• Established the Nanostructured Optics Laboratory at NIST for research and development of advanced diffractive and nanostructured optics and their application to the metrology of complex surfaces.
  • Developed a new method for deformation-free flatness measurements of thin optics, such as photomask blanks for extreme ultraviolet (EUV) lithography. In the method, the optic is floated on a liquid with a high specific gravity. This eliminates mounting induced deformations, and the measured flatness error results only from fabrication errors and coating stresses. At the request of SEMATECH, flatness measurements were performed on photomask blanks and substrates for EUV lithography. The measurement results are used to model photomask blank behavior on chucks.
  • Developed a new approach to the challenge of measuring the radius of curvature of surfaces with a large radius of curvature. Examples of such surfaces are mirrors in beamlines and imaging systems, and test plates for evaluating lenses. The traditional radius bench measurement method cannot be applied to these surfaces due to the required large displacement of the test artifact and the large cavity length. The new NIST approach eliminates these requirements through the application of a diffractive element, such as a twin-Fresnel zone plate, that incorporates two different focal lengths.
  • Developed, in collaboration with NASA, a method that employs a mirror with a special height relief pattern to assess the spatial height transfer function of an interferometer and its variation over the interferometer aperture. The increasing need for measurements of complex structures with high spatial frequency content requires consideration of the interferometer height transfer function, i.e., the dependence of the measured height (or phase) on the spatial frequency content of the measured surface. Analytical and experimental studies were completed that characterize the height transfer function for several interferometers and operating conditions.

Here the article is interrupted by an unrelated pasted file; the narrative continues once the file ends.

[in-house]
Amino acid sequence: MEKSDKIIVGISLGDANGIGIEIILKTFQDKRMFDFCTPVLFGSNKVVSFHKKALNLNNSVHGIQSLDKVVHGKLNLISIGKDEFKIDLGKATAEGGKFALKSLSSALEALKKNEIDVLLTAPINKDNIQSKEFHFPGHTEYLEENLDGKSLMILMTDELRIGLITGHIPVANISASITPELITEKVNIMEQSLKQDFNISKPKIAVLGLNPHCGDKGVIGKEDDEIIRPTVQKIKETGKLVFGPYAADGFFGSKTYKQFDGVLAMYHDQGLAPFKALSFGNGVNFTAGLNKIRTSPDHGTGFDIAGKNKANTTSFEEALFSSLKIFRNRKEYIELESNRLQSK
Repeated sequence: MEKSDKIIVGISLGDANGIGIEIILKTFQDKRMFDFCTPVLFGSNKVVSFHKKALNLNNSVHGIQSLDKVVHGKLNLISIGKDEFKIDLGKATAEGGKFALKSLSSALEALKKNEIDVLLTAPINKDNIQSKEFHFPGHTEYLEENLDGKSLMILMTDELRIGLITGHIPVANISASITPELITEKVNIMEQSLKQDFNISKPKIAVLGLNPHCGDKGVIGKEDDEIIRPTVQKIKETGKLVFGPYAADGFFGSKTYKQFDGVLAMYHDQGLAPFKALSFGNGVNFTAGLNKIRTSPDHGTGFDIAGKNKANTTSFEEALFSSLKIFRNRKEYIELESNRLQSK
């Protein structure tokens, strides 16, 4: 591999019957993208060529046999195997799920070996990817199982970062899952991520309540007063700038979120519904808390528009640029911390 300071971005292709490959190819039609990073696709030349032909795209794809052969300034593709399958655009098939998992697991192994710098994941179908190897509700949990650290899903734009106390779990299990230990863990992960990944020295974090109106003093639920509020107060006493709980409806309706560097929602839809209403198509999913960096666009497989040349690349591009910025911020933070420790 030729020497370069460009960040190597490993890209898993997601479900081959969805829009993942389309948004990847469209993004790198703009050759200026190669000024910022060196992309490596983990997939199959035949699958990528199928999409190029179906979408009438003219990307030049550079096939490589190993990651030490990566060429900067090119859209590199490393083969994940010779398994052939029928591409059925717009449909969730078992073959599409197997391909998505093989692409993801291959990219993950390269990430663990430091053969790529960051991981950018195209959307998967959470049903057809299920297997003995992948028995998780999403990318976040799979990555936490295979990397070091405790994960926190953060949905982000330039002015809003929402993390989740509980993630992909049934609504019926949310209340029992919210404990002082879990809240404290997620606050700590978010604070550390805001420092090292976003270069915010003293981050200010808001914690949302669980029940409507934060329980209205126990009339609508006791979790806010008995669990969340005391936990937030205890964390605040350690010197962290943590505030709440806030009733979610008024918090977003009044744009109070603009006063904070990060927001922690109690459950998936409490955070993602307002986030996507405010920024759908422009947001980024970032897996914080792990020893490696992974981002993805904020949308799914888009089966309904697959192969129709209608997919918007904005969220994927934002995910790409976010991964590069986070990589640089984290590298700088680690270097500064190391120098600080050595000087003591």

• Developed, in collaboration with NASA, a new measurement technique that uses two Computer Generated Holograms (CGHs) to measure the geometry of mandrels for the fabrication of the next generation of x-ray telescope mirrors.
Figure 1. Form error of a 1 kg silicon sphere. The form error was obtained from 138 overlapping images.
Figure 1. Form error of a 1 kg silicon sphere. The form error was obtained from 138 overlapping images.

Lead Organizational Unit:


Facilities/Tools Used:

  • XCALIBIR, a multi-configuration phase-shifting interferometry system with an aperture of 300 mm for demanding measurements of form and radius of curvature. The instrument is located in a class 1000 cleanroom controlled to ± 0.02 °C.
  • Commercial phase-shifting interferometers with apertures up to 150 mm.
  • Nanostructured Optics Laboratory with a massively-parallel, maskless lithography tool for the fabrication of metrology holograms and other advanced diffractive optics on optical quality substrates.
  • The NanoFab at the NIST Center for Nanoscale Science and Technology, a world-class facility for the fabrication and characterization of micro- and nano-scale features (

Figure 2. Application of the NIST XCALIBIR interferometer to measure the form of a single-crystal silicon sphere with a mass of 1 kg.
Figure 2. Application of the NIST XCALIBIR interferometer to measure the form of a single-crystal silicon sphere with a mass of 1 kg.

Figure 3. Zone Plate Array Lithography (ZPAL) tool for the fabrication of diffractive optics on optical quality substrates.
Figure 3. Zone Plate Array Lithography (ZPAL) tool for the fabrication of diffractive optics on optical quality substrates.


Ulf Griesmann, Project Co-Leader
Johannes A. Soons, Project Co-Leader
Quandou Wang

Related Programs and Projects:

  • Dimensional Measurement Services (in 683.01)

Physical Measurement Laboratory (PML)
Semiconductor & Dimensional Metrology Division (683)

General Information:
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301-869-0822 Facsimile

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Gaithersburg, Maryland 20899-8220